State schools are free, right? Not any more, apparently. A study published in October 2014 by the Children’s Commission on Poverty showed that, on average, parents of state school pupils face annual bills of £800 per child. This pays for basics such as school meals, equipment, trips and school uniform.
Uniform is the worst offender. Department for Education guidance states that uniform should not be so expensive as to make pupils or families feel they cannot choose a particular school. Yet the research found that some schools were insisting on uniform priced at more than £500. Costs ranged from that peak to as little as £34 per pupil, with an average price of £108 for primary school uniforms and £126 for secondary school uniforms. Many schools now demand school badges or logos to be embroidered onto uniforms – not just blazers, but other clothes and sports kits – raising prices unnecessarily high.
The inquiry, supported by the Children’s Society and led by a panel of 16 children, found that more than 95% of parents on low incomes reported difficulties meeting school-related costs. Where financial assistance was available towards buying uniforms, this often did not cover the full cost of the clothing, and an estimated one in five low-income families received no assistance at all. When there are perfectly reasonable uniform items available from supermarkets, one cannot but wonder if these high costs are another way of covert selection by some schools, pushing out anyone from a poorer background?
Meanwhile, Parents surveyed spent £400 a year on average on school meals, although many pupils from low-income families do not qualify for free school meals because their parents were working. The Commission believes there are some 540,000 children living in poverty who fall into this trap. The research found that some children missed lunches because they did not have enough money to pay for them.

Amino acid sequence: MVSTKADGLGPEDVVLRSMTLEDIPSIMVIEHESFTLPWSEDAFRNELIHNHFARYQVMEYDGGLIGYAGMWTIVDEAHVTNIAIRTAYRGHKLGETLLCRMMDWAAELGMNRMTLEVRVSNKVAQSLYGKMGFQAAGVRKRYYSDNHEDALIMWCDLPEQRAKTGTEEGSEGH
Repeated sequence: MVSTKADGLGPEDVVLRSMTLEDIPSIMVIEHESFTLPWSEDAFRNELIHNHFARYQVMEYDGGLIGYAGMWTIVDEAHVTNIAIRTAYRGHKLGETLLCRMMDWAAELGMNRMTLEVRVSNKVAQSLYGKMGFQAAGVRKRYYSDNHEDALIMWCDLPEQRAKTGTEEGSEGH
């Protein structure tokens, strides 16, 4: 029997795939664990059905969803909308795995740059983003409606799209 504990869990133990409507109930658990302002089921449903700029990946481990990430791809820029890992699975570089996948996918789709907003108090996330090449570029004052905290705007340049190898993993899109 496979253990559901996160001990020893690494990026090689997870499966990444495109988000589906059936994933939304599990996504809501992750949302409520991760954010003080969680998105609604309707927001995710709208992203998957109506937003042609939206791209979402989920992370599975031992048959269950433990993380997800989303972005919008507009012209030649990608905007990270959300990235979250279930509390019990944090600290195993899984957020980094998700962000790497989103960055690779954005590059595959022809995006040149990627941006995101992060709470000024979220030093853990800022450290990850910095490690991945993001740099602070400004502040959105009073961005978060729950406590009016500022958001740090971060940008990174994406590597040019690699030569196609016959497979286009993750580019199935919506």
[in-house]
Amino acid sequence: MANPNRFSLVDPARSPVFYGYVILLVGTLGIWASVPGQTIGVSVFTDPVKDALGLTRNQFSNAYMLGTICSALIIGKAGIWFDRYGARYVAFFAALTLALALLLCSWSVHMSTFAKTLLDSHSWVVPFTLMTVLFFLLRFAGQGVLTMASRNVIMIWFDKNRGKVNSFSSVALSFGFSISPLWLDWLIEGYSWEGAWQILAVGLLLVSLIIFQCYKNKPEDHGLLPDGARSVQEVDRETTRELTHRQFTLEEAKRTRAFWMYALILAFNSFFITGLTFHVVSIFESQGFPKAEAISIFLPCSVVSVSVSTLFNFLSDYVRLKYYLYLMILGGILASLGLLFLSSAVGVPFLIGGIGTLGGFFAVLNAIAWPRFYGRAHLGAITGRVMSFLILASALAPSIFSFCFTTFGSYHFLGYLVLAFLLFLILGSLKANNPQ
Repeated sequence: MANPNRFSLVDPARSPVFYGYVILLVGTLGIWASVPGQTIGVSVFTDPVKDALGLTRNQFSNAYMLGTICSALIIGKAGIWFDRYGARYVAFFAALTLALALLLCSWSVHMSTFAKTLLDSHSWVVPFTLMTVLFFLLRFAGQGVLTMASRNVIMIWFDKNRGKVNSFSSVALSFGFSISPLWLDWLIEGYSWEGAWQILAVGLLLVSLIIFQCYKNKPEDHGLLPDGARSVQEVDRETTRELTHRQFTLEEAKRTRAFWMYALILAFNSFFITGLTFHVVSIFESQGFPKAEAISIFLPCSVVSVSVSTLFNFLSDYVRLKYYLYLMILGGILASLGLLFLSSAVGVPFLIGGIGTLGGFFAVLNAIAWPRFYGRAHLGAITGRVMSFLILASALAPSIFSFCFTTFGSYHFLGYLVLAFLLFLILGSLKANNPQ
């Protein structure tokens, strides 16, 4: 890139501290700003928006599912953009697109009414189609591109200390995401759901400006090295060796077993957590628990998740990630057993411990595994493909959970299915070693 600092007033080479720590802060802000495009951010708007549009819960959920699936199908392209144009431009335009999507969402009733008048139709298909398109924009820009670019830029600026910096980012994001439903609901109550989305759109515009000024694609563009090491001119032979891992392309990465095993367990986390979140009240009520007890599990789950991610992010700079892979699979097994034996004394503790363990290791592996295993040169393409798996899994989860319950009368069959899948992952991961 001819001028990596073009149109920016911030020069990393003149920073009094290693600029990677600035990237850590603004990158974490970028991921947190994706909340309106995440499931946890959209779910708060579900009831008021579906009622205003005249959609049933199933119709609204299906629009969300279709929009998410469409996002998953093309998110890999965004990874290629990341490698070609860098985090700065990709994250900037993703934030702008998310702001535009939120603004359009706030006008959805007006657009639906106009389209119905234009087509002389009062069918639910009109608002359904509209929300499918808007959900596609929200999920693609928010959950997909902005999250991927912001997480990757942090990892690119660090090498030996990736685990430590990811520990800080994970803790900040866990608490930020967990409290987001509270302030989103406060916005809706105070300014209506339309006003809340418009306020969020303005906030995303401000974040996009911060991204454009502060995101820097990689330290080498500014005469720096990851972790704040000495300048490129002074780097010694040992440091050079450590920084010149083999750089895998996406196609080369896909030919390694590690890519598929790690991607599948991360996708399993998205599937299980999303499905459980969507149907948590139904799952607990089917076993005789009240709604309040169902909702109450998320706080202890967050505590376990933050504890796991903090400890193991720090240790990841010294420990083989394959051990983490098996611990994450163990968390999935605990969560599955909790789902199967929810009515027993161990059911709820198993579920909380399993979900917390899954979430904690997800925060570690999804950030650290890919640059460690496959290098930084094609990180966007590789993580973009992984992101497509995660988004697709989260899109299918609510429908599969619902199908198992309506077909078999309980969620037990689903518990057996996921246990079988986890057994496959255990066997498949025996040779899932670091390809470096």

Purchasing books, stationery and equipment cost parents an average of £60 a child, and a third of the poorer children in the survey felt they suffered academically because they could not afford these items. A third also said they had been priced out of taking courses such as art, music and PE because they couldn’t afford the cost of materials. Others believed they had fallen behind at school because they could not afford a computer or internet access.
At the other end of the scale, research by the teachers’ union, the NASUWT, found in 2012 that over a quarter of parents paid money into ‘school funds’, being ‘pushed’ into signing direct debits for voluntary contributions of between £1,000 and £3,000 each year. Effectively a supplementary charge on their children’s schooling.
Of course, these reports highlight the worst of practice. Schools minister David Laws says: ‘A recent Ofsted report showed that the achievement gap between disadvantaged pupils and their peers is closing.’ He puts this down to good use of the £2.5 billion put into ‘pupil premiums’ by the government, which he believes are being well used to support students from poorer backgrounds.
And many schools have very supportive policies, recycling uniforms and selecting uniform sources that don’t cost the earth, and providing help with equipment. Some schools even offer free laptops for all, while others provide access to computers outside lesson times. Parent-teacher groups actively fundraise, providing money to ensure that every child can go on school trips, whatever their parents’ earning capacity.
But when you are making your top choice of local school, it pays to ask questions about the school’s policy on trips, uniform or equipment – and ‘voluntary’ fundraising – because you may find it is not as ‘free’ as state education is meant to be. And if you feel your school’s policy is wrong, take it up with the governors.